Human trafficking survivors in Sheffield tell harrowing stories through art

This image was taken by 'Sara', not her real name, for the 'One Lens, Countless Stories' exhibition
This image was taken by 'Sara', not her real name, for the 'One Lens, Countless Stories' exhibition
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Human trafficking survivors in Sheffield have given a rare insight into their harrowing ordeals by creating a series of artworks.

Nine women who have escaped modern slavery teamed up with The Snowdrop Project, the Sheffield-based charity supporting them, to create a unique pictorial testament to both their suffering and the strength that is helping them rebuild their lives.

'Property of No One', in which the ominous shadows symbolise the creator's oppressors and how it felt to lose control of her body and her life

'Property of No One', in which the ominous shadows symbolise the creator's oppressors and how it felt to lose control of her body and her life

Between them, they created 48 images, accompanied by written pieces, providing a window into their unimaginable experiences.

The above photo, taken by 'Sara', is accompanied by a moving poem about the abuse its creator and others have endured.

"For all the violence exercised upon her," it reads.

"For all the offences you have shed on her.

"For all the insults you have laid on her.

"For her body you've been using.

"For the freedom you have denied.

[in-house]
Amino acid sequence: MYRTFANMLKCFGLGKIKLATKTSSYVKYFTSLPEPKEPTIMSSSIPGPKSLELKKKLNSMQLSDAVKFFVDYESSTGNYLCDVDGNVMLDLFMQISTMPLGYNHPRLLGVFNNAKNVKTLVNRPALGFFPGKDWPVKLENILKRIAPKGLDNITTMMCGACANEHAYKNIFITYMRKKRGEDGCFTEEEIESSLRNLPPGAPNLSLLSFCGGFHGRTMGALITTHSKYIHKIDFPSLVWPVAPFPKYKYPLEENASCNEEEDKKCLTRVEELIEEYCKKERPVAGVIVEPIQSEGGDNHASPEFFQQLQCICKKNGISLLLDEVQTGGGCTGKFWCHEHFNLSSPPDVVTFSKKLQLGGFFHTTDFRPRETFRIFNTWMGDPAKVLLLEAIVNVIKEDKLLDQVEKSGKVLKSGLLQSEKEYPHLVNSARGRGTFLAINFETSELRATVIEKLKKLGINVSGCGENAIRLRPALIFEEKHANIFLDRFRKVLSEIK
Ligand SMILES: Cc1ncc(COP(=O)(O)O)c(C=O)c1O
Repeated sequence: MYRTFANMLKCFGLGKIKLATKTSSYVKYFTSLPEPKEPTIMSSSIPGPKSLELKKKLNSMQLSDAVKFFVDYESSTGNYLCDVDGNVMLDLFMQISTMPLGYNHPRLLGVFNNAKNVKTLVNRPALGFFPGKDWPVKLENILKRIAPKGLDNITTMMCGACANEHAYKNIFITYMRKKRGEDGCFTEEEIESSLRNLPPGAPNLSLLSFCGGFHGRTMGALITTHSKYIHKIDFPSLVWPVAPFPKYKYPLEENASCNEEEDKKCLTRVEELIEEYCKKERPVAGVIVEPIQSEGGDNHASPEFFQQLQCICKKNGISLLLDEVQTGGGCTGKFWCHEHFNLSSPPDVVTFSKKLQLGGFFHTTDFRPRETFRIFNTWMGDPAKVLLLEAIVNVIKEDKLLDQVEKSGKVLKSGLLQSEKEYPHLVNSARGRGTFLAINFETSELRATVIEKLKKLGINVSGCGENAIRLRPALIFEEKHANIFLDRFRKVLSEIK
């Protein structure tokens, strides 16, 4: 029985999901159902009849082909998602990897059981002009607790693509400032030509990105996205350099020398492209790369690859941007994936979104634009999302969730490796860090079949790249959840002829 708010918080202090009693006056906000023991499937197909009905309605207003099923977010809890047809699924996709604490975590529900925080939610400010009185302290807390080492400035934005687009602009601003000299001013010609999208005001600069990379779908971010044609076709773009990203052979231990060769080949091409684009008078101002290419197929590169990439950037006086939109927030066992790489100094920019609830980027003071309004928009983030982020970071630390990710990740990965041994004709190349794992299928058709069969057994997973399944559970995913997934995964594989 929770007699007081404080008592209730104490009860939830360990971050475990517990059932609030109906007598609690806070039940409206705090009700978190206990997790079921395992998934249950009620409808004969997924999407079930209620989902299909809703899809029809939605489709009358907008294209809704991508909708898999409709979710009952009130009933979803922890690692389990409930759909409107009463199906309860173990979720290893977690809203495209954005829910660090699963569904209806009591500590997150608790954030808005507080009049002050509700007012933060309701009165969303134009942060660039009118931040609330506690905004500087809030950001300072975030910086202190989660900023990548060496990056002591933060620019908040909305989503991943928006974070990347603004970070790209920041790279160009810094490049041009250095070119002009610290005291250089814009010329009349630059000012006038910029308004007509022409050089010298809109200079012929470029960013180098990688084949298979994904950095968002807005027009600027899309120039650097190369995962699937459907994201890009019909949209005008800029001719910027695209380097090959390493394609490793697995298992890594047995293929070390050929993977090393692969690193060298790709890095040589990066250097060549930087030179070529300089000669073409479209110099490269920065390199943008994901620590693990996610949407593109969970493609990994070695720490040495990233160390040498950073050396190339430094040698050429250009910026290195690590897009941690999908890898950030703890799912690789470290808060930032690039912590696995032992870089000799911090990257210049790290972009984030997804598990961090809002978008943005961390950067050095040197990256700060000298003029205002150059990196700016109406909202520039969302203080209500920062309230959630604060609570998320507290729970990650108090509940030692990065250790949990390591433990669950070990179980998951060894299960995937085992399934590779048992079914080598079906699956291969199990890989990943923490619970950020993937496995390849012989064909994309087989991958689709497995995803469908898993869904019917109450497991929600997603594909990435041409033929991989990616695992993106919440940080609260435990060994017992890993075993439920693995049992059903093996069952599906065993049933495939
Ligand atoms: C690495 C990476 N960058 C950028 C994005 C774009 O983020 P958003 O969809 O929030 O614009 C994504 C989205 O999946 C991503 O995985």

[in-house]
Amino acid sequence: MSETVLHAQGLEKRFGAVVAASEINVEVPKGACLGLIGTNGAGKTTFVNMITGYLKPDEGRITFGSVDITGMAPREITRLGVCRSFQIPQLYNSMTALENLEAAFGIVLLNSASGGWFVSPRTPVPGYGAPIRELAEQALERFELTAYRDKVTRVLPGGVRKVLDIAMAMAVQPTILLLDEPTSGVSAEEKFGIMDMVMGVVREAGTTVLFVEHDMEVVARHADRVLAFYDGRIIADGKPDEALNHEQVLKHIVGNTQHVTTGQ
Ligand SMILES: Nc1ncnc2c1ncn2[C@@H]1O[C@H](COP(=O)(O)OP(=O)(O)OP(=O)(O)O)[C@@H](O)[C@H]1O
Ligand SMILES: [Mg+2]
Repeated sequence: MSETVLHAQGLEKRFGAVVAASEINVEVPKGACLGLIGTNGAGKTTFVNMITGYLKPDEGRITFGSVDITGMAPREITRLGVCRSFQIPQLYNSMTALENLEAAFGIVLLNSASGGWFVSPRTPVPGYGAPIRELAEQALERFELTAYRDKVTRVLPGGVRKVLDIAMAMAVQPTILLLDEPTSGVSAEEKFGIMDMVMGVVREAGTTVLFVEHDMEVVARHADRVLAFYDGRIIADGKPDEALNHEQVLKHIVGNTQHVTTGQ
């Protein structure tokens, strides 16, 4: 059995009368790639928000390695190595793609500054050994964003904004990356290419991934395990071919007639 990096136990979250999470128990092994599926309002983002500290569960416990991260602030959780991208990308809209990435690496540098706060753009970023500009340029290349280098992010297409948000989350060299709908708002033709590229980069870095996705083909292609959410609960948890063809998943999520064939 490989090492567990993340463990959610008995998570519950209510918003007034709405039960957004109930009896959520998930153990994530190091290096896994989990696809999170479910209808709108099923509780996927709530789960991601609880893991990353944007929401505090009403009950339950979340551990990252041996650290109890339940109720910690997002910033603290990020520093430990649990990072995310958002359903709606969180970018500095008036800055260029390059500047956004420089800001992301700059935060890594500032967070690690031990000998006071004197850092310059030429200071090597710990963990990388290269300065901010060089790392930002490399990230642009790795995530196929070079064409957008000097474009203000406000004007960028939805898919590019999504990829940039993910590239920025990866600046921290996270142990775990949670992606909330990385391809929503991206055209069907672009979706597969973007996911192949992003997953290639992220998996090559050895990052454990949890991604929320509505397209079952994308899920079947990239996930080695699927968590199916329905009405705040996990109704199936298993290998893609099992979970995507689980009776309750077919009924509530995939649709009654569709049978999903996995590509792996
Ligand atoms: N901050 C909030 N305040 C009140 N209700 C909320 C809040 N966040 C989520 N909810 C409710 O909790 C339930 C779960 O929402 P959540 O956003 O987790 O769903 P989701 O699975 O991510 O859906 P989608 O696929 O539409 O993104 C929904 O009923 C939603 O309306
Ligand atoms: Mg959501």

"For the silencing of her voice.

"For her arms cut.

"For all of these.

"Men, stand up in front of women."

The women were each given a camera and some basic lessons in photography, before being invited to express themselves through the medium of photography.

They spent eight weeks creating the 'One Lens, Countless Stories' exhibition, paid for by the Big Lottery Fund, which briefly went on display at Sheffield's Bloc Projects gallery to coincide with Anti-Slavery Day last Wednesday.

Sam Holland, director of the Migration Matters Festival, said: "At times it was deeply saddening to see the images and accompanying words, poems and thoughts of the incredibly courageous women.

"But I mostly left inspired by the way the women/artists expressed the harrowing experience of exploitation, trafficking and navigating a cruel and convoluted asylum system."

The artworks were all created anonymously as the women cannot reveal their identities for fear of being tracked down by their former captors.